Nail bed injuries in children are a widespread issue, with over 10,000 operations performed each year in the UK alone. Often caused by a child’s fingertip being crushed in a closing door, these injuries were the focus of a 2017 information campaign by BAPRAS (British Association of Plastic Reconstructive and Aesthetic Surgeons) to raise awareness and prevent accidents.
When surgery is required to fix a nail bed tear, there are two main treatment options: either reattaching the original nail or discarding it completely.
Though 96% of surgeons choose to reattach the nail, believing it offers protection, reduces infection, and causes less pain during dressing changes, there has been no concrete evidence supporting this practice. In fact, while numerous papers explain how to reattach the nail, none explain why it should be reattached. This prompted Abhilash Jain, Associate Professor of Plastic and Hand Surgery at the Nuffield Department of Orthopaedics, Rheumatology, and Musculoskeletal Sciences (NDORMS), Oxford, to question whether this approach had any impact on infection rates and cost-effectiveness compared to discarding the nail.
In a first-of-its-kind study conducted with the Reconstructive Surgery Trials Network (RSTN), researchers set up a randomized controlled trial involving 20 hospital units and 100 surgeons across the UK. A total of 451 children under 16 years old were randomly assigned to groups either replacing or discarding the nail following nail bed injury repair. The primary outcome measured was infection at seven days post-surgery, and a cost-effectiveness analysis has been accepted for publication in the British Journal of Surgery.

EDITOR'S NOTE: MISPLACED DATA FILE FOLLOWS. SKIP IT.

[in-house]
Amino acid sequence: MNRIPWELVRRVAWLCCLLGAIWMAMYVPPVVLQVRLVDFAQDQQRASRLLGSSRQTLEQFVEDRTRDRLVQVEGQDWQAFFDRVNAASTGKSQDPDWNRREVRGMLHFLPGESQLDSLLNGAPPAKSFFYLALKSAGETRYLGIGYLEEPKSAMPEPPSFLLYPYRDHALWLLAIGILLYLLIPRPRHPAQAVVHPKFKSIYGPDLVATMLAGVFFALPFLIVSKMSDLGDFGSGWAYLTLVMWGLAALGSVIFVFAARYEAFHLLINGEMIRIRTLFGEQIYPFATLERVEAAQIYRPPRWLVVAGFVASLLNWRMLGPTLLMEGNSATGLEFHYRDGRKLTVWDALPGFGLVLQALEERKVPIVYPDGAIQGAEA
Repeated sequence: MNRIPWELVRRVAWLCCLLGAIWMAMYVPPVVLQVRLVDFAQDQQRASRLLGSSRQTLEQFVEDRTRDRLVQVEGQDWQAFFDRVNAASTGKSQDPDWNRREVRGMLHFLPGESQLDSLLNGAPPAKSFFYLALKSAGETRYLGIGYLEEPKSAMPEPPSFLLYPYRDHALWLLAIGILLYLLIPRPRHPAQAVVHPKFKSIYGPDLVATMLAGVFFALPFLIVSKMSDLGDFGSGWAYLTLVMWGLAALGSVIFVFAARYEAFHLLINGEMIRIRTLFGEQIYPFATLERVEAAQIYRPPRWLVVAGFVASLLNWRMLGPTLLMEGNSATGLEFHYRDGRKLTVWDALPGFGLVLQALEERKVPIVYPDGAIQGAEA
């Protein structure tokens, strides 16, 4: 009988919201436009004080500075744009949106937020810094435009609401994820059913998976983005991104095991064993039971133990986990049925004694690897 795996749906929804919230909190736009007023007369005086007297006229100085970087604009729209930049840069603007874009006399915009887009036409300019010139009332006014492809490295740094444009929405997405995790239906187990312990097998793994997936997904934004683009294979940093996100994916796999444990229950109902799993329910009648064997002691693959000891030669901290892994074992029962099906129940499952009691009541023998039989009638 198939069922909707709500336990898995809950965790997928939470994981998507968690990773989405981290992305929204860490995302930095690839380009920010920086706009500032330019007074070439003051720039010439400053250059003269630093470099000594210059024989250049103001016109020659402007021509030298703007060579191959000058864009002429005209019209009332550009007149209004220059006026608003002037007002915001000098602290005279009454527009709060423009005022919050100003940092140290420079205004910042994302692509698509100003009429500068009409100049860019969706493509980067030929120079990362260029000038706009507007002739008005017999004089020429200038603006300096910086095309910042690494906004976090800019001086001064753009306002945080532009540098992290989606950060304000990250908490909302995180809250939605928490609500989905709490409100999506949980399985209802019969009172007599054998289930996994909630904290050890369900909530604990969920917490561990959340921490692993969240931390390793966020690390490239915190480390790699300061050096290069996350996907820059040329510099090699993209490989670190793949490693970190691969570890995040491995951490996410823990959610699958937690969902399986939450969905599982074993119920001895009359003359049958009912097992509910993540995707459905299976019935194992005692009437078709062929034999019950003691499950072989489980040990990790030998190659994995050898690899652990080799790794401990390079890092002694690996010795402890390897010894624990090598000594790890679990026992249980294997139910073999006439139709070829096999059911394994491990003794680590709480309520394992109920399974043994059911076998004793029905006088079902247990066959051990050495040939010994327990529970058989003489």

Key Takeaways in a Nutshell – Health Newstrack
– Nail bed injuries in children are common, with over 10,000 surgeries performed annually in the UK.
– The main cause of these injuries is a child’s fingertip being crushed in a closing door.
– During surgery, there are two treatment options: reattaching the original nail or discarding it.
– Currently, 96% of surgeons choose to reattach the nail, but there is no concrete evidence supporting this practice.
– A first-of-its-kind study by the Reconstructive Surgery Trials Network (RSTN) involved a randomized controlled trial to compare both treatment options.
– The primary outcome measured was infection rates seven days post-surgery, and a cost-effectiveness analysis has been accepted for publication in the British Journal of Surgery.